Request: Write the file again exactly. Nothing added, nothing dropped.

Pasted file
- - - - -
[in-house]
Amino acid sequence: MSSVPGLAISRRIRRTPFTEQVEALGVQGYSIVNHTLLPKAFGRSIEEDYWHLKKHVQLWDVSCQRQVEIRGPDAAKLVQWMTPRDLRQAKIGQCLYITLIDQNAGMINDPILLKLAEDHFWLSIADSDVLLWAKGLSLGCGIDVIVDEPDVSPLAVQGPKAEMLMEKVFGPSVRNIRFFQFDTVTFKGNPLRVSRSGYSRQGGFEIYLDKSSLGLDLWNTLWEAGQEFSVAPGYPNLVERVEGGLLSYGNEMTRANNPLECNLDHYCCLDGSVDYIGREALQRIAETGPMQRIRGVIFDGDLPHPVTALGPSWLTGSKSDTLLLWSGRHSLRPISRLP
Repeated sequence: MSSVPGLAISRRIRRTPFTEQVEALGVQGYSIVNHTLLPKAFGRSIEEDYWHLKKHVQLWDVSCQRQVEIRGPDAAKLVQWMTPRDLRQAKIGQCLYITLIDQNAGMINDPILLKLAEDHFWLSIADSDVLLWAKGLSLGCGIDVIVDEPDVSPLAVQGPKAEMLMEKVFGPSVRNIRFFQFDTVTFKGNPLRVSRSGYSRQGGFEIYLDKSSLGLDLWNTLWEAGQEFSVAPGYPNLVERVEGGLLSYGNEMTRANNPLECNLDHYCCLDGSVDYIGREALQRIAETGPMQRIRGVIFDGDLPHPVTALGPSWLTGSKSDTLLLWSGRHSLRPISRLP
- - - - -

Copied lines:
[in-house]
Amino acid sequence: MSSVPGLAISRRIRRTPFTEQVEALGVQGYSIVNHTLLPKAFGRSIEEDYWHLKKHVQLWDVSCQRQVEIRGPDAAKLVQWMTPRDLRQAKIGQCLYITLIDQNAGMINDPILLKLAEDHFWLSIADSDVLLWAKGLSLGCGIDVIVDEPDVSPLAVQGPKAEMLMEKVFGPSVRNIRFFQFDTVTFKGNPLRVSRSGYSRQGGFEIYLDKSSLGLDLWNTLWEAGQEFSVAPGYPNLVERVEGGLLSYGNEMTRANNPLECNLDHYCCLDGSVDYIGREALQRIAETGPMQRIRGVIFDGDLPHPVTALGPSWLTGSKSDTLLLWSGRHSLRPISRLP
Repeated sequence: MSSVPGLAISRRIRRTPFTEQVEALGVQGYSIVNHTLLPKAFGRSIEEDYWHLKKHVQLWDVSCQRQVEIRGPDAAKLVQWMTPRDLRQAKIGQCLYITLIDQNAGMINDPILLKLAEDHFWLSIADSDVLLWAKGLSLGCGIDVIVDEPDVSPLAVQGPKAEMLMEKVFGPSVRNIRFFQFDTVTFKGNPLRVSRSGYSRQGGFEIYLDKSSLGLDLWNTLWEAGQEFSVAPGYPNLVERVEGGLLSYGNEMTRANNPLECNLDHYCCLDGSVDYIGREALQRIAETGPMQRIRGVIFDGDLPHPVTALGPSWLTGSKSDTLLLWSGRHSLRPISRLP